Lazy Betty Like No Other
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Lazy Betty Like No Other

Lazy Betty has gotten off to a momentous start under the guidance of chef Aaron Phillips.

After 35 years with the Atlanta newspapers, Marcia currently serves as Retail VP for the Buckhead Business Association, where she delivers news and trends (laced with a little gossip).

An elaborately arranged beet salad features juniper-olive oil jam emulsion, and granola sablé  with three types of beets.
An elaborately arranged beet salad features juniper-olive oil jam emulsion, and granola sablé with three types of beets.

Those who travel the world with a particular interest in the dining arts will understand this relative scene stealer on the BeltLine, Lazy Betty. Some might not have predicted that a restaurant with such cachet and price point would land on DeKalb Avenue in an unpresumptuous setting that is difficult to label. Suffice it to say that every morsel, every flake, every sauce has been fretted over and perfected to have claimed a top spot as Atlanta magazine’s Best of Atlanta 2019 new restaurant.

Chef Aaron Phillips said, “People said we were crazy to start a seven- and 10-course tasting menu like this in Candler Park. Atlantans have now proved that they were ready.” As further proof, Eater Atlanta selected Lazy Betty as the best overall Atlanta Restaurant of the Year and National Thrillist selected them in the top 12 Best New Restaurants of 2019.

Chef Phillips grew up cooking latkes and matzo balls at his local temple in St. Louis but was enthralled by media personality chefs Emeril Lagasse and Anthony Bourdain. Phillips, a graduate of the American Culinary Institute in Hyde Park said, “By age 6 I knew I wanted to be a chef.” He took leaps by working at three Michelin star New York restaurant Le Bernardin, and Bouley at Home in Tribeca, then serving as the chef at the Four Season’s on 87th to then land in Atlanta. “At Le Bernardin, we were inspired by food from all over the world, explaining why Lazy Betty is also global. I am constantly evolving and looking towards unique flavors with Korean, Spanish or even Peruvian influences, … lately featuring Japanese black truffles, for example.”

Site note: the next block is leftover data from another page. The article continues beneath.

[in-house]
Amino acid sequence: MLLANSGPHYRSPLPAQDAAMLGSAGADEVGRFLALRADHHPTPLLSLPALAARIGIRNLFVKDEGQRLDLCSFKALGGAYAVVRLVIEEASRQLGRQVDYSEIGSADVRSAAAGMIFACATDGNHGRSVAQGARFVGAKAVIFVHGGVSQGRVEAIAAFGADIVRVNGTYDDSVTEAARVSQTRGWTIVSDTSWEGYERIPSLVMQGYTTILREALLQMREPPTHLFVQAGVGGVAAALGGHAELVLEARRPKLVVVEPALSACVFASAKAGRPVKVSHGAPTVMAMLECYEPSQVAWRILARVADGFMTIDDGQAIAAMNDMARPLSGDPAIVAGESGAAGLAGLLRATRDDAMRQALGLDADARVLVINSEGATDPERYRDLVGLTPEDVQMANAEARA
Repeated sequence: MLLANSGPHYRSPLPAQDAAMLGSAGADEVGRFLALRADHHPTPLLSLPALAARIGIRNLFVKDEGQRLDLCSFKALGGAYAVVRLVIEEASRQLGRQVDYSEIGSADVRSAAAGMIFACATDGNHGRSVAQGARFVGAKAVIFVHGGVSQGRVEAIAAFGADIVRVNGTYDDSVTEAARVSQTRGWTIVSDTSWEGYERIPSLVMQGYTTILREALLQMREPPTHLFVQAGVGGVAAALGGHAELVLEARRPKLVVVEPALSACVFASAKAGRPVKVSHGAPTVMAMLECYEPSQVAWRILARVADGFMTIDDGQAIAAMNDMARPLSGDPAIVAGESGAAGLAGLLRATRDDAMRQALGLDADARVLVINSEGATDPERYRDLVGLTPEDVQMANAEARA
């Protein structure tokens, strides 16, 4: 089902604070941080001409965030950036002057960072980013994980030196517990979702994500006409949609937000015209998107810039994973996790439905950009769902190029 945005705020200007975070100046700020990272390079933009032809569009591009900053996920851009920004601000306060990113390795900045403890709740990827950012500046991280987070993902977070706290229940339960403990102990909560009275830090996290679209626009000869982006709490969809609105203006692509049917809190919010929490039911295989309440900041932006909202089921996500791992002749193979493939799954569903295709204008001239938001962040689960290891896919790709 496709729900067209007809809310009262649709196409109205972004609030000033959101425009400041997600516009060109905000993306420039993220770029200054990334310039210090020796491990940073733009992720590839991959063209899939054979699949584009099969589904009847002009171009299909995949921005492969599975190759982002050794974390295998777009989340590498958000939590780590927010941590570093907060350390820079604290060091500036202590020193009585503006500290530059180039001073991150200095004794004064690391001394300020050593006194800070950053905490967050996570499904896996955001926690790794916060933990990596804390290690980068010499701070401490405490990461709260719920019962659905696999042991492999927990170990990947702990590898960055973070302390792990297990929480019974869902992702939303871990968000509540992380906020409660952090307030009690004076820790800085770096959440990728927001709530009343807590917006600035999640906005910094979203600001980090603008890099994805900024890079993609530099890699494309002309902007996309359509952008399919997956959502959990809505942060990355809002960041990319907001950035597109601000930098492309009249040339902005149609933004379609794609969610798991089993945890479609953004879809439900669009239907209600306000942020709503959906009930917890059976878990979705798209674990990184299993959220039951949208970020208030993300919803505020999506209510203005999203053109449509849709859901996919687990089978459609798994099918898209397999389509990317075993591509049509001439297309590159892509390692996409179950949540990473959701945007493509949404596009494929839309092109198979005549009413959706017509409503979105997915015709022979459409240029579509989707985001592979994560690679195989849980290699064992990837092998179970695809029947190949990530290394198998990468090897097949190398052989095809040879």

Chef / partner Aaron Phillips grew up cooking latkes and matzo ball soup in St. Louis and admiring Emeril Lagasse. He later worked at the three Michelin star restaurant Le Bernardin.

The New York experiences introduced Phillips to Lazy Betty founder and co-chef Ron Hsu, whose mother is the eponymous “Betty.” Siblings Anita and Howard Hsu are also on the team.

Here’s how the menu works. Diners have a choice of a seven-course tasting for $125 per person or 20 diners can experience the Chef’s Counter 10-course meal for $165. There are two seatings. Note: prices include service.

Phillips is proud that gratuities are shared with the cooks and dishwashers. The restaurant seats 50. Phillips elaborated, “We don’t scuttle the whole menu seasonally, but rather insert a few new dishes at a time.”

Caviar service with steamed milk bread, scallion pancake, and cauliflower toast-sourdough melba and smoked cauliflower mousse is à la cart. Wine pairings are optional for $80 per person (seven-course) and $100 (10-course); but at that point, who’s counting shekels?

Suffice it to say that no one here is “lazy.” With the open kitchen, the culinary staff treats each dish with surgical precision and pops by to explain why which wine goes with what, keeping the atmosphere hip instead of stuffy. Once, when complimented, Phillips said, “Go ahead and lick the plate; no one here is judging.”

With champagne, pinot from Slovenia, organic riesling, Monkey Jacket red blend, and a 20-year-old port, it’s a study in itself to complement the food. Oenophiles thrill to the sommelier sounds of “decadent tropicals, raisins, orange blossom, notes of bubble gum and lemonade….” We had a tasting menu that was fish and vegetable-forward. The beet salad with granola sablé and juniper-olive oil jam emulsion was artfully arranged in a mini wreath allowing each of the three beet colors to sing.

A rich and intensely flavorful course is celeriac-truffle tortellini in Parmesan fondue and herb oil.

The celeriac-truffle tortellini with parmesan fondue and herb oil was a lesson in what all the fuss is about truffles. Chef Phillips pointed out the use of the wheel of the parmesan edges.

The aji potato foam course was spiked with pepper relish and had a meaty mushroom layer instead of shrimp. Our duo of salmon with braised romaine heart in preserved lemon broth was among the very best. The fish was the size of two fingers. Fine food like this does not rely on salt; and don’t expect American portions.

Dessert was chocolate roulade with chocolate génoise, dark chocolate mousse, and quenelle of raspberry sorbet. ZING!!!! The meringue kisses did not go unnoticed.

On a personal note, Phillips announced his engagement to Lai Khamphan, the general manager of Chai Yo Modern Thai in Buckhead. As resident of Decatur, when he’s off work, Phillips might dine at Umi Sushi or The White Bull.

Lazy Betty is located at 1530 DeKalb Ave. in Candler Park.

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